EReaders and How I Learned to Love Them

Ah, the EReader.  For a book lover, nothing can quite cause such an uproar as the person who brings up the EReader.  When they first started coming out and growing in popularity there almost seemed to be two camps: People who liked them or people who felt they were made by the devil to destroy the fundamental beauty of books.  I can’t lie to you, nor pretend that I wasn’t in the latter camp for a long time.

I can sometimes be a bit of an elitist.  I have been reading for as long as I can remember (I spent a lot of time as a young girl grounded and in my room.  Reading became the most important thing to me to do in my spare time!)  I still think even without being in trouble as much as I was that I still would have found my way to the magic of books, but I did certainly get there quicker.  There was always something special about holding a book, the familiar smell, the feel of the pages, the sounds of the pages turning.  Some paper felt thin, like any sudden movement threatened its very existence, while other pages were sturdy.  To me, they had personalities, lives, pasts.  Sometimes I would wonder who else had held the book before me, who had loved it, where it had traveled before it had found its way into my hands.  When I was younger, I volunteered at a convalescent home my father worked at.  There was a lady who lived there named Elizabeth.  She was deaf, and we would communicate by writing on a special pad she had.  She had no family that I had even seen, and when I wasn’t able to go for periods of time, we would write letters to each other.  I am sure I was no more than 8 at the time.  One day there wasn’t a letter, but a package.  She had passed away and she had left me some of her possessions.  Among her gifts to me was a well worn and read copy of “The Lion, The Witch, and The Wardrobe”.  I can’t tell you how many times I held that book and just remembered her.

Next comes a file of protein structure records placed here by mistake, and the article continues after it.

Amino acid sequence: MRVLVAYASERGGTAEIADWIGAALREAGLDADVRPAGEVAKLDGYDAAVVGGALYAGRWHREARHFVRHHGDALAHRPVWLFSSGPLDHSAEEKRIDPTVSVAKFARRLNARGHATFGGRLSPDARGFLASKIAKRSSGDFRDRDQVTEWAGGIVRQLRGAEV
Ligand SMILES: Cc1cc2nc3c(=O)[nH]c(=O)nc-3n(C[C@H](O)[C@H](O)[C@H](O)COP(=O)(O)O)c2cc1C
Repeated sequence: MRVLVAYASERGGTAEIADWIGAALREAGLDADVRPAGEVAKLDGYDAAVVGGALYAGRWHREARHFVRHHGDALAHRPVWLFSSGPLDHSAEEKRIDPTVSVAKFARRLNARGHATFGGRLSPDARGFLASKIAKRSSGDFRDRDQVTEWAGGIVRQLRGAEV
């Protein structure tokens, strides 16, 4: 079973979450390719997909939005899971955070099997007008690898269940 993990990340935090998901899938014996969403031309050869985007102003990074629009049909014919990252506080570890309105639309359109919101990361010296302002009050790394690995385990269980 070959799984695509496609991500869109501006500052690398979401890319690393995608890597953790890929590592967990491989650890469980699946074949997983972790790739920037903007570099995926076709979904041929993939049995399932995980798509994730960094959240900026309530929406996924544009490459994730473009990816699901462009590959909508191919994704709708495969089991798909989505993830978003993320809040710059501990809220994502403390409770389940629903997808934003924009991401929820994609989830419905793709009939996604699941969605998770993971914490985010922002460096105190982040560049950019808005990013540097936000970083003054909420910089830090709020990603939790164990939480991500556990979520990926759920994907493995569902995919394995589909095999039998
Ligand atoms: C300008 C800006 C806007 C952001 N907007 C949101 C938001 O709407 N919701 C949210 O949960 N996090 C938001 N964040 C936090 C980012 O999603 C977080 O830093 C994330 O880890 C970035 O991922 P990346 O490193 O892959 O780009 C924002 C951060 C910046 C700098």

Now, onto the EReader.  It’s cold, there are no covers, no smells, no feels.  I couldn’t understand for the life of me how someone who is a reader would accept one of these as a book.  You can’t cuddle with it, like you can an actual book.  There were many times that I have just gone to the book case and looked at my books, touched them, took them out to go through the pages.  You can’t do that with a Kindle or a Nook.  I saw the future, where book stores would close and paper books would go the way of the 8 track, the cassette tape, even CDs are on their way out.  I was pretty set against them, and no one was going to change my mind.

I won an award at work, which I was able to attend a dinner and they give you a gift.  This year’s gift was not the usual crystal item which I have no purpose for (and usually is given to my mom as payment for babysitting the children).  This year it was a Kindle.  I looked at it, held it, tried to figure out what I would do with it, and decided that if I was going to be against it, I should at least try it out for a moment and see what the thing actually looked like.  So I took it home and turned it on.  I purchased a couple of books (it is dangerously easy to purchase books, by the way) and decided to give it a go.